Healing

"Get up, get up!" they taunted him, as he lay pressed against the ground, tasting dirt in his mouth. He shakily obeyed their command, putting up his fists to the semicircle of children in front of him. Their leader stood in the middle, smirking, with his arms crossed.

"Aren't you gonna fight back?" he sneered. "Or are you too honorable to strike until you've been beaten to a bloody pulp?"

"Back off—" he grunted, trying to back away, but one of the gang members swept behind him and knocked him to his knees. "I don't—"

"It's just a harmless little game of Agni Kai," the bully said. "Come on. Your sister plays it all the time. Put 'em up." He uncrossed his arms and struck the first pose.

The boy stared, mesmerized, at the twin fists of flame coming towards his head. At the last minute he pulled away, ducking; the heat whispered by his face, and the breeze brought hints of burned hair. Thus distracted, he wasn't ready for the foot in his stomach, pushing him to the ground. He threw out his hands to stop his breathless fall, but a flameless fist in the kidneys left him sprawling, pale cheeks burning in humiliation. The world spun around him; he pressed his forehead to the ground, squeezing his eyes shut, saying it was sweat and not tears turning the dust to mud beneath him.

"Uncle!" a lookout called, and he could hear the thump of the gang's feet as they scattered out of the courtyard, leaving only a cloud of dust and their victim as signs of their presence. Dust would settle, and the victim—

He forced himself to his hands and knees, breath sharp and painful, heart pounding in his ears but not so loud that he couldn't hear the echo of footsteps on a marble walkway. Unwilling to face his uncle in such a shape, he clambered to his feet and ducked behind the nearby tree, hiding among its roots as the footsteps grew louder.

"…just don't know," someone was saying. His uncle.

"He's—There's nothing I can do." The boy froze, eyes wide. His father. If his father and his uncle were talking—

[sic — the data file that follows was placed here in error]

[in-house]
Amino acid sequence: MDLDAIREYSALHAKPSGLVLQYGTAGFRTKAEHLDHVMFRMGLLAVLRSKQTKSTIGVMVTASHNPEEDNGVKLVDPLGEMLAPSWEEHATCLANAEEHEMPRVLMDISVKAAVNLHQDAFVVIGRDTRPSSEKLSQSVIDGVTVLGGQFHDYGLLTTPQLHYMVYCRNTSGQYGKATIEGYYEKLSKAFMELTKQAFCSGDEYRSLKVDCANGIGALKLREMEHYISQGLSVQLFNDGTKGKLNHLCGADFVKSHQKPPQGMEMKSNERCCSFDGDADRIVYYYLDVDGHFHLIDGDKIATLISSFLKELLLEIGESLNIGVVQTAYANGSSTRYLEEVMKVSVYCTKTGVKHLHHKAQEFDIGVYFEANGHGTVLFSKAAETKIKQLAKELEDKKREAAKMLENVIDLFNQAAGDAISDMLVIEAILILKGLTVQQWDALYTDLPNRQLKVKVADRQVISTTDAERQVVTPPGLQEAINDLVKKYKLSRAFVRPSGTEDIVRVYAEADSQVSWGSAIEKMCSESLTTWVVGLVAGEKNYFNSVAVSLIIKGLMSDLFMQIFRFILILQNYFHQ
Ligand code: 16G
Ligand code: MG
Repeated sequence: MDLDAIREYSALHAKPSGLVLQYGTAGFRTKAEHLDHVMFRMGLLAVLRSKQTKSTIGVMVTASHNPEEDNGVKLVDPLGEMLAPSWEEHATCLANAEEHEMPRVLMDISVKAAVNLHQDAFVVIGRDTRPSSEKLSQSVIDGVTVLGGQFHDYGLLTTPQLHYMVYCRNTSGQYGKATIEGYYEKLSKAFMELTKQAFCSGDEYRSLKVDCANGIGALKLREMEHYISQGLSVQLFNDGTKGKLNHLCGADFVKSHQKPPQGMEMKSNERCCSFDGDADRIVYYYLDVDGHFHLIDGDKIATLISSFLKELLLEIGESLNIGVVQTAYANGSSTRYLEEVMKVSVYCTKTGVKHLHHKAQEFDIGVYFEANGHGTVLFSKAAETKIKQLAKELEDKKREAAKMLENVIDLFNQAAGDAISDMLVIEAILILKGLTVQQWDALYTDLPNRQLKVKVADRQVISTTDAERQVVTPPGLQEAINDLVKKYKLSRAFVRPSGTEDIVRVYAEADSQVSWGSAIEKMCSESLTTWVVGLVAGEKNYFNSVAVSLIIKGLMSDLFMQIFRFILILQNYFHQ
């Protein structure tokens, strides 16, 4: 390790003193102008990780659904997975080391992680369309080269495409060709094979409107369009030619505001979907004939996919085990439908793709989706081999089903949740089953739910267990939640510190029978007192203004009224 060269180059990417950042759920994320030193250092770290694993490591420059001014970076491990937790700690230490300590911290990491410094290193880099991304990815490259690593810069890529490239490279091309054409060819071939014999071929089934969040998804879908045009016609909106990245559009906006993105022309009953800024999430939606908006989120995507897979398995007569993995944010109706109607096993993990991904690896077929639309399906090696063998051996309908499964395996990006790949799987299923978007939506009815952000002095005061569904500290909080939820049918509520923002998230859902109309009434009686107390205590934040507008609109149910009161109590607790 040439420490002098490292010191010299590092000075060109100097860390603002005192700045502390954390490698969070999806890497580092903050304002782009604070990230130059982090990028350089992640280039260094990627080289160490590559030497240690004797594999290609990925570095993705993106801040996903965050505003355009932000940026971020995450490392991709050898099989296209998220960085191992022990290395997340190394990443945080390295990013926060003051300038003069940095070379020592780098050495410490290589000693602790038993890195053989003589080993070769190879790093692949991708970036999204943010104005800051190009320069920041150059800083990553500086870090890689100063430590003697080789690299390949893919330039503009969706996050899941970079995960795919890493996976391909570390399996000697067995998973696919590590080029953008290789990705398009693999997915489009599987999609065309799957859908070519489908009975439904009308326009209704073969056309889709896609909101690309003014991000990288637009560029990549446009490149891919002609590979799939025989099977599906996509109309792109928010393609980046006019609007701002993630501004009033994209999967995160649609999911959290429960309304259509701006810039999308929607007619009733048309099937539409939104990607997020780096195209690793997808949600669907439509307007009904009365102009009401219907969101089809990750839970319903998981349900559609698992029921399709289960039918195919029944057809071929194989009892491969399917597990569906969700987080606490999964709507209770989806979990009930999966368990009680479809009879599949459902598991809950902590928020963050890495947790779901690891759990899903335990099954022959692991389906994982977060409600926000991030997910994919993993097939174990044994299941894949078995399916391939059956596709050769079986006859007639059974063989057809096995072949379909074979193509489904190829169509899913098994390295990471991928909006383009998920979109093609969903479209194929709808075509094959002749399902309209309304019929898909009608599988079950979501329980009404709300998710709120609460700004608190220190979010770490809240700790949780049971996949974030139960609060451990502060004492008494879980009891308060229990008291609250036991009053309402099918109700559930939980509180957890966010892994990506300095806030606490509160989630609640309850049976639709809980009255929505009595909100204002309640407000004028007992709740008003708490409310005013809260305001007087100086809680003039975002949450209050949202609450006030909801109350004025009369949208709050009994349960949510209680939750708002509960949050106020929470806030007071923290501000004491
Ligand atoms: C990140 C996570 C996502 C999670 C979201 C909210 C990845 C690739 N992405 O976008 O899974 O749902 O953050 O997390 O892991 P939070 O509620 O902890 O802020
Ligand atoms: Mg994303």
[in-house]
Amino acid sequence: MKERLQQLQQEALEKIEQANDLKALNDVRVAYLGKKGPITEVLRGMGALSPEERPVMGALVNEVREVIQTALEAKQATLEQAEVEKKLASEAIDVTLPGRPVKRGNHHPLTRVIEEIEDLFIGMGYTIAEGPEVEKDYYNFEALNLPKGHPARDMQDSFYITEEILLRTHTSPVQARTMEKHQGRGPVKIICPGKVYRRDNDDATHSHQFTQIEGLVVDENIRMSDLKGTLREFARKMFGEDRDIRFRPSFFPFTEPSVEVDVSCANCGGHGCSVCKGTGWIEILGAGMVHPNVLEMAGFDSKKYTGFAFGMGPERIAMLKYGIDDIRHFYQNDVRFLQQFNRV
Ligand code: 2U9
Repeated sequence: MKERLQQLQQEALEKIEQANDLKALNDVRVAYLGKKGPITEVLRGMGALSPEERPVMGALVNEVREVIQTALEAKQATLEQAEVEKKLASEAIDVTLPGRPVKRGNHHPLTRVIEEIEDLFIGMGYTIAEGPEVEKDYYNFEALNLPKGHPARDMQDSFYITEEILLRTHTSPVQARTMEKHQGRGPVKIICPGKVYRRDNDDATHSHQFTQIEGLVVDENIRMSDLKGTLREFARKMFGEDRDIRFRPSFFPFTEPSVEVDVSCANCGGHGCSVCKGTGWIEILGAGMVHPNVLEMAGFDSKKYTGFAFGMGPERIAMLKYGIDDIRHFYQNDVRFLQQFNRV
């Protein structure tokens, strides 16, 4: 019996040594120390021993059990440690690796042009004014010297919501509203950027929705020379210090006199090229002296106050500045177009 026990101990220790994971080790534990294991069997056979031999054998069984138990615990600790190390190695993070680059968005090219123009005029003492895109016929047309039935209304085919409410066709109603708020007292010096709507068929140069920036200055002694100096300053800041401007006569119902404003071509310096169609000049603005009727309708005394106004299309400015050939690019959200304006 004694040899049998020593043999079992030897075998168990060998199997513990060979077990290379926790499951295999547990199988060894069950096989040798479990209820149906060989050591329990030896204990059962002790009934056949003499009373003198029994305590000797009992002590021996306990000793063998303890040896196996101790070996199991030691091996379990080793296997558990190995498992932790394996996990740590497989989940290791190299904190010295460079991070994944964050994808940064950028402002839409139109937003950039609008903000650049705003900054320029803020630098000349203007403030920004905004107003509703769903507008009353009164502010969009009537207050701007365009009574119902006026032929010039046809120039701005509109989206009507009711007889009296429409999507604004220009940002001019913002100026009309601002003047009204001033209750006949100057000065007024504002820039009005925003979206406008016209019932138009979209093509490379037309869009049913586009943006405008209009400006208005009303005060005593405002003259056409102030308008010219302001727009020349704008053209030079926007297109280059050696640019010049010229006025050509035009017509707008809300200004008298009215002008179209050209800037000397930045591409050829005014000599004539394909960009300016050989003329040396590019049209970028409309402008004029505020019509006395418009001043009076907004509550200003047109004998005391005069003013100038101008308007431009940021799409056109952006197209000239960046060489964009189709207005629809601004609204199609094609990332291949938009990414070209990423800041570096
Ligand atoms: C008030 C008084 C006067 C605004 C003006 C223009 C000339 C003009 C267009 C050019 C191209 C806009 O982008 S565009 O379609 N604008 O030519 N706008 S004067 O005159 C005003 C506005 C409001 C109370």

"He's around here somewhere—you can tell him then," his uncle continued. The footsteps stopped, but he didn't dare look around to see where they were. He instead pressed himself against the tree trunk, practicing lesson number one: control comes from the breath. Closing his eyes, he willed himself to be calm, though his small limbs shook with the effort.

"Tell him what?" his father demanded. "He couldn't handle it."

"He's not here. Let's try his rooms. Perhaps if you put it forth as a mission of honor, he wouldn't realize…"

The voices faded, and a door slammed shut, but the boy couldn't stop shaking. He knew what they were talking about—he knew he was an embarrassment, he knew they knew but—Azula always lies—but his uncle—?

He ran, in the opposite direction of his relatives, away from his lessons, ran to the one place he knew he wasn't—all the things everyone said. It wasn't fair. He couldn't help being different. He tried to run fast enough to leave the shame behind, then quietly enough to hide from it, sneaking through the palace halls, then across another courtyard, ducking behind tapestries and dodging the servants and freezing against the wall whenever a noble walked by. He couldn't stand any of them, couldn't stand being inside, he hated it, and there was no one…